These are important matters. When I talk to coal-fired generators, I am told that the carbon issue that they are thinking about is timing. They think that things are going far too slowly and that these trials will not have borne enough results to convince the Government of the day to influence investment decisions on what they will do when they close the plant down. They are so unclear about the Government's intentions in- relation to the price of carbon and commitments and obligations to buy the output from these plants-that there is serious doubt about whether these commercial trials will lead to investment by the time we get to the 2020s and 2030s. I look forward with great interest to what the Minister has to say on these matters.

7.51 pm

Lord Reay: My Lords, the main purpose of this Bill is to introduce a subsidy mechanism to enable the trial of carbon capture and storage to proceed. The mechanism is to be a levy on electricity suppliers, which they, in turn, are expected to recover from electricity users. The amount to be raised, we are told by Ministers, will be £9.5 billion over 10 years. At the same time, to offset the effect of the levy for those in fuel poverty, the industry will be obliged to make available at least £300 million per annum by 2013-14 to support the most vulnerable consumers-twice the maximum amount that companies will have spent per annum hitherto under a voluntary agreement negotiated with the Government, which will now be superseded. Electricity bills for the remainder of consumers will then, of course, rise further. The levy raised will be spent by the administrator, Ofgem, on promoting four trials, which

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it is hoped will be completed by 2020 or thereabouts. Then we will know, we hope, whether the technology passes the test of being technically and economically viable on the scale required for mass deployment. By "economically viable" is presumably meant whether the Government decide that they, or the electricity consumer, can afford whatever additional subsidies will be judged necessary to incentivise the rollout of the technology.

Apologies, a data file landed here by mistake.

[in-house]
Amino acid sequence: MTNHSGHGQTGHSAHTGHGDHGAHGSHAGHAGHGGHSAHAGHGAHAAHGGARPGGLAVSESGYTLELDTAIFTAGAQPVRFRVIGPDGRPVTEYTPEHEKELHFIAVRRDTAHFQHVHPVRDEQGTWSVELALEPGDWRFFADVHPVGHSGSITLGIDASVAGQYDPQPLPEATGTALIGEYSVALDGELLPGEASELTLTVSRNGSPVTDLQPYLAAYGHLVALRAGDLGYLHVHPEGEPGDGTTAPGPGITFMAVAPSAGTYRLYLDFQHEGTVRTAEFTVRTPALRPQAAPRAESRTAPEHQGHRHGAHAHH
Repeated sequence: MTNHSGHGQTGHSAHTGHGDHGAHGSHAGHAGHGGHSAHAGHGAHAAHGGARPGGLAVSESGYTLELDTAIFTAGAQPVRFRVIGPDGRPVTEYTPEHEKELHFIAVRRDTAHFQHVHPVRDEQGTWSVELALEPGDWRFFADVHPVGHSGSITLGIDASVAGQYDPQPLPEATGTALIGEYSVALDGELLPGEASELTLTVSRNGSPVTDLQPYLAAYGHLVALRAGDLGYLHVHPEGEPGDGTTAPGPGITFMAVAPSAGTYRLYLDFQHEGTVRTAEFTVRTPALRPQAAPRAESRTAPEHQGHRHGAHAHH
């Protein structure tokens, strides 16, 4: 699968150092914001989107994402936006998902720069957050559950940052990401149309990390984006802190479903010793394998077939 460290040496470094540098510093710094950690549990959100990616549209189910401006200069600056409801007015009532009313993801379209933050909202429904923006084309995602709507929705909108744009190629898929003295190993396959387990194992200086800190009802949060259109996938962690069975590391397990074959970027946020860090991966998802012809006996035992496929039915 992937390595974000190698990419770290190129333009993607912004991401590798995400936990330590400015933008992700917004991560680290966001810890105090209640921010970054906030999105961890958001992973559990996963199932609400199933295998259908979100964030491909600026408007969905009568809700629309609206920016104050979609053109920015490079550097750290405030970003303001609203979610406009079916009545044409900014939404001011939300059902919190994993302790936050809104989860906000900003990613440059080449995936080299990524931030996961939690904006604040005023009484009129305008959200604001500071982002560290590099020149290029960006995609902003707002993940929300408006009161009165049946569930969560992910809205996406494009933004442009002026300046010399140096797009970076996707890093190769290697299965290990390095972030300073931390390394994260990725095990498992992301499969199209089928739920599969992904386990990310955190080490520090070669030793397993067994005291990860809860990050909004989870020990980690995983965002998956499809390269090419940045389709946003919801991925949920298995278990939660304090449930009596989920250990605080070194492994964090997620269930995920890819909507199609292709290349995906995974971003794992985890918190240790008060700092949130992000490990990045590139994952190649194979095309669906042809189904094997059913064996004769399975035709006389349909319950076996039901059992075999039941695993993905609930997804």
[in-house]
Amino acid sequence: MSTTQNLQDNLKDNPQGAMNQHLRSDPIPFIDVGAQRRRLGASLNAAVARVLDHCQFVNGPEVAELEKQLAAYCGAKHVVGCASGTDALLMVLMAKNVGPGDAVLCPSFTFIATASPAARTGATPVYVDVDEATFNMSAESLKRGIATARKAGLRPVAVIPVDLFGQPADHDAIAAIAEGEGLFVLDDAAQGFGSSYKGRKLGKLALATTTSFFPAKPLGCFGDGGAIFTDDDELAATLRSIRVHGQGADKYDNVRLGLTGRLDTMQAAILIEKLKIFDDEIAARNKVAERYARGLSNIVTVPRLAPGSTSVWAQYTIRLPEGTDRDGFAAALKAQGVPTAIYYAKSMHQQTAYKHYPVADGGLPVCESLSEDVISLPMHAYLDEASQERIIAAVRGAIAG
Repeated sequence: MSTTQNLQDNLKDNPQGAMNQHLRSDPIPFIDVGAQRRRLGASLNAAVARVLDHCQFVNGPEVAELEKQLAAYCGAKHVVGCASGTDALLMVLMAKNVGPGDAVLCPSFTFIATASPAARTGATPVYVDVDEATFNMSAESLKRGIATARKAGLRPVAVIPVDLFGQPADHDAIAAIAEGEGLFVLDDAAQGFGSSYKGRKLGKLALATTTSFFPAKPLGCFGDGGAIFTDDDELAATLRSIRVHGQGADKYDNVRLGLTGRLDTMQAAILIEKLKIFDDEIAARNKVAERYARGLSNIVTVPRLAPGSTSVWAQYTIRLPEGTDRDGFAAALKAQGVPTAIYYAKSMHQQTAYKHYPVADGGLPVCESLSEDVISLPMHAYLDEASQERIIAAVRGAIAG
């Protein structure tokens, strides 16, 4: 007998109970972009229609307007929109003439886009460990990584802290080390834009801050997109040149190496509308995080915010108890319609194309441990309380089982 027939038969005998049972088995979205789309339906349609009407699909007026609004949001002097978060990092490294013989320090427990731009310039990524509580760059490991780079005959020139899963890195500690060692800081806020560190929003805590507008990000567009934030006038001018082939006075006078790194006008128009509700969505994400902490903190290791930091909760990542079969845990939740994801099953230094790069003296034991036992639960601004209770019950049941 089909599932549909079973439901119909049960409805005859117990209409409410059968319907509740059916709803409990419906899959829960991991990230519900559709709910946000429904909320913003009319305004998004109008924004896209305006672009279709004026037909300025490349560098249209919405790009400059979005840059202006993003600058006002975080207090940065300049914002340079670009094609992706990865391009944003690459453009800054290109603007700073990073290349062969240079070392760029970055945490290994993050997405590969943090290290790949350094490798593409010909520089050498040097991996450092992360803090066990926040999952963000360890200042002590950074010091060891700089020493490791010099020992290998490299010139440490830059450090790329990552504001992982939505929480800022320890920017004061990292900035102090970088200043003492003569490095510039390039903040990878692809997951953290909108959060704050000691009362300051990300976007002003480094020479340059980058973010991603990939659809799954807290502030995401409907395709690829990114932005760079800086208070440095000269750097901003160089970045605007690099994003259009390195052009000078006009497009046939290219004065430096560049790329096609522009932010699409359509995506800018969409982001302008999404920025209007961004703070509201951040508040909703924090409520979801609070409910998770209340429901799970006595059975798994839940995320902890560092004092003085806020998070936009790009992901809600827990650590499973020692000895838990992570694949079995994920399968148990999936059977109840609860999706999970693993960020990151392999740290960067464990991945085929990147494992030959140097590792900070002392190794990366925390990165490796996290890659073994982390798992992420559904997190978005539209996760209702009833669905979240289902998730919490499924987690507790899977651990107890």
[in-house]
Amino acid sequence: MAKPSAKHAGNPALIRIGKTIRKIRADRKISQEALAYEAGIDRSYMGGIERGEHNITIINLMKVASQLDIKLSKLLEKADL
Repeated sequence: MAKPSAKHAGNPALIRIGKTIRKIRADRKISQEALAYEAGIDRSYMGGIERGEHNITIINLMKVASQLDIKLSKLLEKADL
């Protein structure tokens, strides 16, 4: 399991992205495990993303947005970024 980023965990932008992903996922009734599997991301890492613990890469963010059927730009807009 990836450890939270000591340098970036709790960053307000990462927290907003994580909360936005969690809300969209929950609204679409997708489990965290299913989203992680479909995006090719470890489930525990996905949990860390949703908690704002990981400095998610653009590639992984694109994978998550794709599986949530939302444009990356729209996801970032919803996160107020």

Then there is the whole paraphernalia of the transport and storage of liquefied CO2 through a vast network of pipelines to some cavernous spaces under the North Sea, as the noble Lord, Lord Oxburgh, described. That is not cheap and is achievable only with further subsidy, no doubt, or by making any alternative even more expensive by means of a carbon tax, for example. I do not see us being carried very far along the road of installed CCS by means of the £9.5 billion alone.

The moment may come when we have to decide to accept that there is a limit to what we can do to reduce further our carbon emissions and, for the sake of our energy security, accept some coal together with its emissions. This might be plan B for the noble Lord, Lord Oxburgh. After all, it is what we do today in the case of gas, whose emissions are far from zero and whose deployment is proceeding apace.

What happens if the CCS trials do not produce a satisfactory result? Do we really expect that India and China will abandon their use of the abundant cheap coal to which they have access just because we have discovered that clean coal is too expensive? Do we expect that they will have held back while we conducted the trials? The CCS levy is only the latest, and will not be the last, in a series of costs that the Government are imposing on the British electricity consumer in the cause of persuading the rest of the world to reduce carbon emissions because of their supposed effect on global temperatures.

As the noble Lord, Lord Jenkin of Roding, listed in Grand Committee on 11 March 2010, before CCS we had the EU Emissions Trading Scheme, the renewables obligation and the carbon emissions reduction scheme, while still to come are feed-in tariffs, the renewable heat incentive and smart meters, not to mention electric cars, although in that case it may be the taxpayer who is going to be called on in the first instance. How much the consumer will be willing to take is a moot point, especially as he is now learning that for the past 20 years climate science has been corrupted by politics to deliver the warnings that justify all this expense.

I was pleased, therefore, when my honourable friend the shadow Energy Minister declared, during the passage of this Bill in another place, that he wanted energy bills received by customers to list the amounts attributable to environmental legislation. I am even more pleased that this has now been carried over into my party's latest energy consultation paper, which was published last week, as was discussed. Towards the end of that document is this passage:

"The first step ... is to be absolutely transparent about the costs to consumers of existing and future subsidies, so that the public has a clear view of the extra burdens mandated by policymakers. Under a Conservative Government all consumer-paid subsidies will be disclosed on energy bills so that bill payers can be informed about the level of contribution they are making".